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Everything All the Time Featured Image Last week we ran an event with Nima Gardideh of Frank & Oak hosted by Pivotal Labs. It was a great event where Nima talked about Frank & Oak's culture of testing. While all of his insights were great, one thing in particular stuck out for me. That Frank & Oak has made the conscious decision that any new feature must be introduced as an A/B test. I always knew Nima and Frank & Oak had a solid culture of testing, but I never knew they had such dedication to it. This is in stark contrast to the preconceived notion that to start mobile A/B testing you need a minimum level of technology or a stabilized growth rate, or that only certain things can and should be A/B tested, like buttons, text and images.

I thought the talk was great, because it answered the common question I get of what should be A/B tested and when A/B testing should start. Nima’s answers were: everything and immediately.

The Odd Nature of Feature Releases

It’s understandable why people may be hesitant to A/B test early and on all parts of an app. When you just ship a new feature without a test you know what the result will be, the result is that your app now has a new feature. Whether good or bad for the overall goals of your company, as a product manager you can point to that new feature and say that was completed and progress was made.

When it comes to mobile A/B testing, the results are less defined from the outset. As you embark on your testing strategy you can’t know what the result will be, or even if the test itself will provide a clear winner. So I think there is a fear that a test will come back inconclusive, and the owner of that test won’t know how to answer the question of whether there was value in the test.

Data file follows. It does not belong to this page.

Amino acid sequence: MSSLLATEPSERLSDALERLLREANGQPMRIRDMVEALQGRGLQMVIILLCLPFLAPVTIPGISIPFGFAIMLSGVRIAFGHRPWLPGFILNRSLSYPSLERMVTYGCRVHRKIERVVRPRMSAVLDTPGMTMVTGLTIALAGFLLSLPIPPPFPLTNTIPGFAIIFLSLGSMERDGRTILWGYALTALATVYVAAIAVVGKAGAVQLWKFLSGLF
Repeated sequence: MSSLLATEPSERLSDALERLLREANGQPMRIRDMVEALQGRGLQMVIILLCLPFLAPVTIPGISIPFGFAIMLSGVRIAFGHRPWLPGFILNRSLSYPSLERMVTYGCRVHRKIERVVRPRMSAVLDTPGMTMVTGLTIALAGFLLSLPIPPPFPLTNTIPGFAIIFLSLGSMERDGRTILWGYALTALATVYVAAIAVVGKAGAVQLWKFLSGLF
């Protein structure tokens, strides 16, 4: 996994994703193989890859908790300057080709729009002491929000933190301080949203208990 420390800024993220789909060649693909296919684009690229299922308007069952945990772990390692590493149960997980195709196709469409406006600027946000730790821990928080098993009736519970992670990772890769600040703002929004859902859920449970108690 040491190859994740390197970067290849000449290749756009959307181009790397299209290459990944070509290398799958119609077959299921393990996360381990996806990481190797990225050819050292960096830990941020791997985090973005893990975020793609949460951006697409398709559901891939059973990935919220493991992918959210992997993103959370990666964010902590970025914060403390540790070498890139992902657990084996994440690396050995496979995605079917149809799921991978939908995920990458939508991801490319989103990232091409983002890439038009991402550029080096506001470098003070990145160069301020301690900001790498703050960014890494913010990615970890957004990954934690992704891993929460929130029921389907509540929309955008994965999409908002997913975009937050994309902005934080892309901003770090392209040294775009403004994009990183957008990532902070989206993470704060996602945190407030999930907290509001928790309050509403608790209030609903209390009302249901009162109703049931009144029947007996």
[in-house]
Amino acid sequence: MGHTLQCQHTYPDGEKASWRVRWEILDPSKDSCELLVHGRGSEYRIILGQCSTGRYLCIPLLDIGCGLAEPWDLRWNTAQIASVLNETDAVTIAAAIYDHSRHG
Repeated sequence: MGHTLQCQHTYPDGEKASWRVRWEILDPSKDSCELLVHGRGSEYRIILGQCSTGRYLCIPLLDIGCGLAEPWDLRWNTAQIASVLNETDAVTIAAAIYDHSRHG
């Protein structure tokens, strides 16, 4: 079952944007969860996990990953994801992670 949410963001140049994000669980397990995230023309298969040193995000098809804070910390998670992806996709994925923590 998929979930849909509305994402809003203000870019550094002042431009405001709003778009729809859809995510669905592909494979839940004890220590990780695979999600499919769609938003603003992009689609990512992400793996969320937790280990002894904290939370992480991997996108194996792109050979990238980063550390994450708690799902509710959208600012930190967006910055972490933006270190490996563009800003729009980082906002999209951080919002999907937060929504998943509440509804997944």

Rarely, though, have I seen a test that is truly inconclusive. The data almost always gives some insight, whether positive or negative, into the hypothesis in question. And knowing comparatively, whether one implementation is better or worse than another is entirely positive. Because when you release without an A/B test it is entirely possible that you are releasing a bad implementation, but you have no real way of knowing.

Everything we do is a Hypothesis

That’s why I particularly like Nima’s position of A/B testing everything, because really, everything that we do is just a hypothesis. We can never know ahead of time whether or not something will work the way we expect it to. So maybe start thinking the way Frank & Oak does and look at every new feature and every change in your app as a place for an A/B test. When you have an internal discussion about features or implementations, instead of making an either or decision, put the debate out to your users through a test and let them decide.

Feel free to put your thoughts on the topic in the comments below. What are your thoughts on when and what to A/B test?

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Cobi Druxerman

Co-Founder and CMO of Taplytics



Taplytics Blog

The latest and greatest on Mobile A/B testing, analytics and growth from the Taplytics team

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